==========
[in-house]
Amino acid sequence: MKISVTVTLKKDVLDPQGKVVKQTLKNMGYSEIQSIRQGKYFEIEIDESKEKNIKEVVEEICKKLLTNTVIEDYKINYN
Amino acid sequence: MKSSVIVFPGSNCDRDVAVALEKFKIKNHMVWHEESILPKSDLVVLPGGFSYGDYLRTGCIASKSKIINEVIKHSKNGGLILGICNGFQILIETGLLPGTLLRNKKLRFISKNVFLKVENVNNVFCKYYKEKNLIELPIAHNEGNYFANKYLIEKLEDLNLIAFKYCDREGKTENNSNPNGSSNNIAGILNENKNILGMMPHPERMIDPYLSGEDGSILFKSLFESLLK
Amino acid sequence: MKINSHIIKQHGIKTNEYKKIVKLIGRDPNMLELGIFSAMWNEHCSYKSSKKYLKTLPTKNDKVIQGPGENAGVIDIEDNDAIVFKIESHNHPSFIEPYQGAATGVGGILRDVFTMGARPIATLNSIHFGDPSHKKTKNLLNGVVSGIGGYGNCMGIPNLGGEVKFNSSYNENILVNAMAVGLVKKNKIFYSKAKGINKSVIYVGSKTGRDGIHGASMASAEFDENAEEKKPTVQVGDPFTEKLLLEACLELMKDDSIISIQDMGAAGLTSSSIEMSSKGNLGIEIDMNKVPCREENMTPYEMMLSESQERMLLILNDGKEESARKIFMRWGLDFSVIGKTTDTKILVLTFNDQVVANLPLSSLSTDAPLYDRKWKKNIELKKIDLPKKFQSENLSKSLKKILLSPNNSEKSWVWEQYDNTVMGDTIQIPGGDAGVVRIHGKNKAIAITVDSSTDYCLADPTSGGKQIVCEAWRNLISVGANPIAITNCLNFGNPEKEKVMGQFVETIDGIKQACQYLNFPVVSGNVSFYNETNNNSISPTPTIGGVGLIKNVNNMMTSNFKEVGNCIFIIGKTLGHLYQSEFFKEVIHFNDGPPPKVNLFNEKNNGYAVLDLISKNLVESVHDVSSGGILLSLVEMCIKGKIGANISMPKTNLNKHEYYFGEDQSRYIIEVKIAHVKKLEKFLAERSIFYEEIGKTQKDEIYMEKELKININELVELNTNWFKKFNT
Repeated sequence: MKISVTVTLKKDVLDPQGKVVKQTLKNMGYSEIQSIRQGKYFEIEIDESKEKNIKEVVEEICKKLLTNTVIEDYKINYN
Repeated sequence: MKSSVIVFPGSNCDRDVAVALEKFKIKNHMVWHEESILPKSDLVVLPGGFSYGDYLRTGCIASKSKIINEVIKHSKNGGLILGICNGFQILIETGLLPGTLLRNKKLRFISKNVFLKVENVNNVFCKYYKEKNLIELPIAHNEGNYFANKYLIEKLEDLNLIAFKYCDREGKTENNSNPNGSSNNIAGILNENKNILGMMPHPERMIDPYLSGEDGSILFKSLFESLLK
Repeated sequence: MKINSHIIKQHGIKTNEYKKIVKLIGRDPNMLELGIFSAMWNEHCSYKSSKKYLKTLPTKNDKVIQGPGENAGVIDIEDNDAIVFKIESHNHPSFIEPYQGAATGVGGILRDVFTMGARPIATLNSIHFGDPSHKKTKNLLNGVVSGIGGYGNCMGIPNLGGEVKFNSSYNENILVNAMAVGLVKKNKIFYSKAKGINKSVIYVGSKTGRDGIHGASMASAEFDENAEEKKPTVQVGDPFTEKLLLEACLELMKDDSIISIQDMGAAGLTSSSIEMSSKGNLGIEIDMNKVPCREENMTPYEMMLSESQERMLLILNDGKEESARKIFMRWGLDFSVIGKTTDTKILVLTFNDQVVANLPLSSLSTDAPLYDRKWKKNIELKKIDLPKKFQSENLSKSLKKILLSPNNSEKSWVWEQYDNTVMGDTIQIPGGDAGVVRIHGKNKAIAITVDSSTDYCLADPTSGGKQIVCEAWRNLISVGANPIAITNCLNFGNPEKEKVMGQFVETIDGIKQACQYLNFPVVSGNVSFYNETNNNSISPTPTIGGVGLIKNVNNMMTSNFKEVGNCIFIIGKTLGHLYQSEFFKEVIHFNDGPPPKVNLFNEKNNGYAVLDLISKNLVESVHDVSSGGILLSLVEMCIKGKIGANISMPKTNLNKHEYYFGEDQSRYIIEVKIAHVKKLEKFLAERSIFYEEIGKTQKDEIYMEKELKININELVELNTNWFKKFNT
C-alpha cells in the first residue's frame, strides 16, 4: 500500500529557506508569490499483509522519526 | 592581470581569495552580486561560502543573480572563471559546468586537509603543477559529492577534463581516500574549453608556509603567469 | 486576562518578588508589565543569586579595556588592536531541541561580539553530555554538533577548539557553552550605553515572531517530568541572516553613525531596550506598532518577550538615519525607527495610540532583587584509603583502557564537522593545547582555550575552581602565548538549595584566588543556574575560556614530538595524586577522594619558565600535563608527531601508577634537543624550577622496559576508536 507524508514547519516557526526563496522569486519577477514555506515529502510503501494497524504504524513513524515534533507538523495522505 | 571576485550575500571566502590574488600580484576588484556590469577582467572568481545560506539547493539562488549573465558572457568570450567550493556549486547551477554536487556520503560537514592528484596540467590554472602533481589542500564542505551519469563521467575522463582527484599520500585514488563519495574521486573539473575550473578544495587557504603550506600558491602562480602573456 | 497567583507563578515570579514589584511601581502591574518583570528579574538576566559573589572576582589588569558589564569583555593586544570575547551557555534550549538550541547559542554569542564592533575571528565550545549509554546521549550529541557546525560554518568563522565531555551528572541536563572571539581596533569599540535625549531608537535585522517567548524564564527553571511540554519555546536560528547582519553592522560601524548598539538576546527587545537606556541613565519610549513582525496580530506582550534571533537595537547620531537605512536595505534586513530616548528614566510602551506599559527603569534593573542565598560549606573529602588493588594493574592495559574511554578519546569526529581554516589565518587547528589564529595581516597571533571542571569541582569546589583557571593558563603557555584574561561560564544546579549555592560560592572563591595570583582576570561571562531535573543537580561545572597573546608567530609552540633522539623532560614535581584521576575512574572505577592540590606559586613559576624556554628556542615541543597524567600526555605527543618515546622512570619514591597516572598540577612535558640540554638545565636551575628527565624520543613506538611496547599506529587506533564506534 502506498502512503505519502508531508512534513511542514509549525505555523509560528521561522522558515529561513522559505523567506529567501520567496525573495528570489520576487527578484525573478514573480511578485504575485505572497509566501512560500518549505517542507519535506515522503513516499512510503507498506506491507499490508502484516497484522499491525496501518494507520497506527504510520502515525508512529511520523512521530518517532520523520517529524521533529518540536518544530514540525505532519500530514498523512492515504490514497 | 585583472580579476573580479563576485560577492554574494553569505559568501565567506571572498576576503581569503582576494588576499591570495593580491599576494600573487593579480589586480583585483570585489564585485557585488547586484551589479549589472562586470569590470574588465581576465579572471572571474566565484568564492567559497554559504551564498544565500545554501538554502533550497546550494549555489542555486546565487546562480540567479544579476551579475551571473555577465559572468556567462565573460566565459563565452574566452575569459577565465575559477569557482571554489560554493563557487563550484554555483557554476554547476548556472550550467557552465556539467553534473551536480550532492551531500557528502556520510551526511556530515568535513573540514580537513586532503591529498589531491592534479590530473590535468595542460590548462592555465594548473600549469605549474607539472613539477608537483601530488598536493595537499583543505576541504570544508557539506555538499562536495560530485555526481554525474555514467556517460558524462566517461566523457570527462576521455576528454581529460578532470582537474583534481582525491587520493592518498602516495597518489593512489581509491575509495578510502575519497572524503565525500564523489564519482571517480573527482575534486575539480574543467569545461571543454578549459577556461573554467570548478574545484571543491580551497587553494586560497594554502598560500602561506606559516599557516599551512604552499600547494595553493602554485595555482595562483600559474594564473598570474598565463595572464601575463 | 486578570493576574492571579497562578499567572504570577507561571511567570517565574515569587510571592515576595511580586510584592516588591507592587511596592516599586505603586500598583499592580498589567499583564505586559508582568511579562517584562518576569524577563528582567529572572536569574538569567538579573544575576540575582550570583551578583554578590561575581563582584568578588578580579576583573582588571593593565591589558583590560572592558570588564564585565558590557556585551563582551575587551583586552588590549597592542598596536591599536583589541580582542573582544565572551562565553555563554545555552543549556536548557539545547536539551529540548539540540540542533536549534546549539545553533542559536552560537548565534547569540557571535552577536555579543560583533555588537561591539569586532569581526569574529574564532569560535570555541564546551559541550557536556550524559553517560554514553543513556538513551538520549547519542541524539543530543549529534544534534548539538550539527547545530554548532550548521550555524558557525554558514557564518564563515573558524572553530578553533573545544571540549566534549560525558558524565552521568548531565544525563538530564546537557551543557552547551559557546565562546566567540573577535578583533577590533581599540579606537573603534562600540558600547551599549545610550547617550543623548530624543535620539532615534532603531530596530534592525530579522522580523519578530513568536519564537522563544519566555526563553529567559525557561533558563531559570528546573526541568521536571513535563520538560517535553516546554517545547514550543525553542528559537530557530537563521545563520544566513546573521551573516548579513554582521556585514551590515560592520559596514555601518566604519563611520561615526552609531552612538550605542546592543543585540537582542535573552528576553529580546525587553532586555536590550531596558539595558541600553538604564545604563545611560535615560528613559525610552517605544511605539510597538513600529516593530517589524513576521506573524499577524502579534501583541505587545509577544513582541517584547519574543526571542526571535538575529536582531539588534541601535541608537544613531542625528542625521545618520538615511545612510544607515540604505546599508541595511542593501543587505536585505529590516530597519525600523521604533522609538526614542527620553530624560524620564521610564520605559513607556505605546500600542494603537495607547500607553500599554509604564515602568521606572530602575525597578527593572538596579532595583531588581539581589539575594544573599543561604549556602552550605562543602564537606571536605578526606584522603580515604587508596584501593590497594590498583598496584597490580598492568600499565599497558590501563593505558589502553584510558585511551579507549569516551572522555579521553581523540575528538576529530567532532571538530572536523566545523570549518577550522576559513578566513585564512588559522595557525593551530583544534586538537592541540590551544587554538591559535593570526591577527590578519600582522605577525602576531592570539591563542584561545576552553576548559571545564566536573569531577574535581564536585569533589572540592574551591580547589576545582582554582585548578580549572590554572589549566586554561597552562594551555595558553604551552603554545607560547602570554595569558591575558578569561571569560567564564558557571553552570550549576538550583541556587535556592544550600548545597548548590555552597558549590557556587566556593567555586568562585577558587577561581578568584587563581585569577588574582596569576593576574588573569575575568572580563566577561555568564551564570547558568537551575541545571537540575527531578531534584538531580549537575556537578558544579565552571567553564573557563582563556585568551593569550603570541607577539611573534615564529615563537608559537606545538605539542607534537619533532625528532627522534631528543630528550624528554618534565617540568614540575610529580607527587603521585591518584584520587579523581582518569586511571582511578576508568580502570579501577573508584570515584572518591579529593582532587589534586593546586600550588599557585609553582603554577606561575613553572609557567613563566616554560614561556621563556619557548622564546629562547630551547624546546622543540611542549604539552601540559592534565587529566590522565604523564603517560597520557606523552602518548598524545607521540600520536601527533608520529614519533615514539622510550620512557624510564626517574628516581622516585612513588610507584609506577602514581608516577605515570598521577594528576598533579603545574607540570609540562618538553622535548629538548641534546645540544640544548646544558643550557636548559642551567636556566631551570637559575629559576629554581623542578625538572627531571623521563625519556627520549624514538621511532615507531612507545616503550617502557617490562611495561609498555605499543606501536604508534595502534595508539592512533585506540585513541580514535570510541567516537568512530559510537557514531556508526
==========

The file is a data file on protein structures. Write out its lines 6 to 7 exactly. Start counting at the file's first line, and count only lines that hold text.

Repeated sequence: MKSSVIVFPGSNCDRDVAVALEKFKIKNHMVWHEESILPKSDLVVLPGGFSYGDYLRTGCIASKSKIINEVIKHSKNGGLILGICNGFQILIETGLLPGTLLRNKKLRFISKNVFLKVENVNNVFCKYYKEKNLIELPIAHNEGNYFANKYLIEKLEDLNLIAFKYCDREGKTENNSNPNGSSNNIAGILNENKNILGMMPHPERMIDPYLSGEDGSILFKSLFESLLK
Repeated sequence: MKINSHIIKQHGIKTNEYKKIVKLIGRDPNMLELGIFSAMWNEHCSYKSSKKYLKTLPTKNDKVIQGPGENAGVIDIEDNDAIVFKIESHNHPSFIEPYQGAATGVGGILRDVFTMGARPIATLNSIHFGDPSHKKTKNLLNGVVSGIGGYGNCMGIPNLGGEVKFNSSYNENILVNAMAVGLVKKNKIFYSKAKGINKSVIYVGSKTGRDGIHGASMASAEFDENAEEKKPTVQVGDPFTEKLLLEACLELMKDDSIISIQDMGAAGLTSSSIEMSSKGNLGIEIDMNKVPCREENMTPYEMMLSESQERMLLILNDGKEESARKIFMRWGLDFSVIGKTTDTKILVLTFNDQVVANLPLSSLSTDAPLYDRKWKKNIELKKIDLPKKFQSENLSKSLKKILLSPNNSEKSWVWEQYDNTVMGDTIQIPGGDAGVVRIHGKNKAIAITVDSSTDYCLADPTSGGKQIVCEAWRNLISVGANPIAITNCLNFGNPEKEKVMGQFVETIDGIKQACQYLNFPVVSGNVSFYNETNNNSISPTPTIGGVGLIKNVNNMMTSNFKEVGNCIFIIGKTLGHLYQSEFFKEVIHFNDGPPPKVNLFNEKNNGYAVLDLISKNLVESVHDVSSGGILLSLVEMCIKGKIGANISMPKTNLNKHEYYFGEDQSRYIIEVKIAHVKKLEKFLAERSIFYEEIGKTQKDEIYMEKELKININELVELNTNWFKKFNT